Monday, April 28, 2008

Cameron Sullivan: Come To Think of It -- Swimmer takes to bocce ball

Cameron Sullivan
COME TO THINK OF IT

Swimmer takes to bocce ball
Article Created: 04/28/2008 02:32:57 AM PDT
(originally published for Bay Area Newsgroup papers and online)


Upon discovering a burgeoning subculture of bocce enthusiasts last week, I have a new theme song. It goes, "I'm a bocce girl, in a bocce world."

Bocce ball may not immediately come to mind as a logical sport for a masters swimmer to add to her athletic endeavors. Running or cycling might make more sense. But despite the fact that I've been a competitive swimmer for the past seven years, I'm forging a divergent path.

Instead of triathlons, I'm taking up bocce ball.

Last week was my first encounter with a bocce ball. Now I’m hooked. I even learned that between Sunol on the west and Manteca on the east, every city is home to at least one bocce ball league; some have six or seven leagues. In other words, I should have no problem finding a team.

Trouble is, my wardrobe is all wrong.

When the members of my writers group surprised me with a birthday gathering at Campo di Bocce in Livermore last week, I arrived wearing conspicuously inappropriate attire. As our carpools unloaded in the parking lot, I noticed that the other four women among us wore slacks and flat shoes or stylish wide-heeled boots.

But my pals hadn’t told me where we were headed for the night.

Feeling spunky, I chose to dress up a bit more than usual and opted for a short skirt with three-inch-high stacked heels. High heels are about as proper on a bocce court as stilettos on a beach volleyball court.

It quickly became apparent that I would need a couple of glasses of valley wine to pull off this one. True bocce, after all, is played with a ball in one hand and a glass of wine in one the other. Or so I’m told.

My writers group consists of five dear friends, including Amy Moellering, the schools columnist for some BANG-East Bay papers, and Kathy Cordova, a Pleasanton-based author who co-hosts the “In a Word” book program on TV-30 with Herald columnist Jim Ott. Also among us are novelist Keely Parrack and gifted story teller Grace Navalta.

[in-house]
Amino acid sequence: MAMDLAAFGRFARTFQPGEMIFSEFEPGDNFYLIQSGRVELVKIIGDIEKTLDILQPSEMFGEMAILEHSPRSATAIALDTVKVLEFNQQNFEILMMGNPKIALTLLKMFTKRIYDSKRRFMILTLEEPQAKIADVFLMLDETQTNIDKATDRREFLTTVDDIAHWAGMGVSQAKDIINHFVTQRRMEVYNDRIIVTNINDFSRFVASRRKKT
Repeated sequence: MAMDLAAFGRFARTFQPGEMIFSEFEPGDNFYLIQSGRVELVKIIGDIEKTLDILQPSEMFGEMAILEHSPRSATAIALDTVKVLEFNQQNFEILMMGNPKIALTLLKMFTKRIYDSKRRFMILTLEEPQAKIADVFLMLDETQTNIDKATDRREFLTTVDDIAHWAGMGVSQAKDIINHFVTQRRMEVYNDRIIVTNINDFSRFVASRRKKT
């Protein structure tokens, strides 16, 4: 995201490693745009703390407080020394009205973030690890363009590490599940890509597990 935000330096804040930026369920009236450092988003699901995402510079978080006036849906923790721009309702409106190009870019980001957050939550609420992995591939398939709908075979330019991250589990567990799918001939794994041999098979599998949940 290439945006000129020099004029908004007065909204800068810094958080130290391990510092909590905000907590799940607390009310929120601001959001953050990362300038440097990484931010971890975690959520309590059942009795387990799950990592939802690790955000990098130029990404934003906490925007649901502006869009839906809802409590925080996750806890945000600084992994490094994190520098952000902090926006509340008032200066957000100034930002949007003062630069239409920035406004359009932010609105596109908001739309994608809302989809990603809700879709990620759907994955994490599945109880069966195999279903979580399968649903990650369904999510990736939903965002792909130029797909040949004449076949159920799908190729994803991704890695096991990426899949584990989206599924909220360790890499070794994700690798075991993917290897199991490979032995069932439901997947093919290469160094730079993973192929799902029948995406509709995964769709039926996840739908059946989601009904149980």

In the first few moments of our match, a surprisingly intense competition brewed, led by the normally mild-mannered Amy.

“Bocce is serious sport!” Amy informed us, adding that reunions with the Italian side of her family are filled with intense bocce ball matches. She even learned from the manager at Campo di Bocce that the surface of our bocce ball court was imported from Italy and that members of a USA Bocce team were in attendance at Campo di Bocce that night.

So while the rest of us were laughing and falling about all over the courts during our match, Amy nitpicked over the rules and took meticulous measurements of the distances between bocce balls and the pallino (a small metal ball that resembles a wingless version of the “snitch” in Harry Potter’s quidditch matches).

Soon I feared not so much the embarrassment of a wardrobe malfunction but that heels and a short skirt would hinder any deftness I could summon on the court, especially in the shadow of Amy’s expertise. Fortunately, it was not long before Amy acquiesced to her rules-averse friends. Measurements were approximated, balls were overthrown and a continuous crescendo of laughter erupted from our court.

When I ran into Kathy the next day, she proclaimed me the victor of our game. After humbly disagreeing with her, I soon began fantasizing that the members of the USA Bocce team may have noticed. Were there scouts among them? I wondered.

Now all I have to do is decide which of the dozens of leagues in the area to join. My only requirement is that they permit me to wear my lucky heels at the competitive level.

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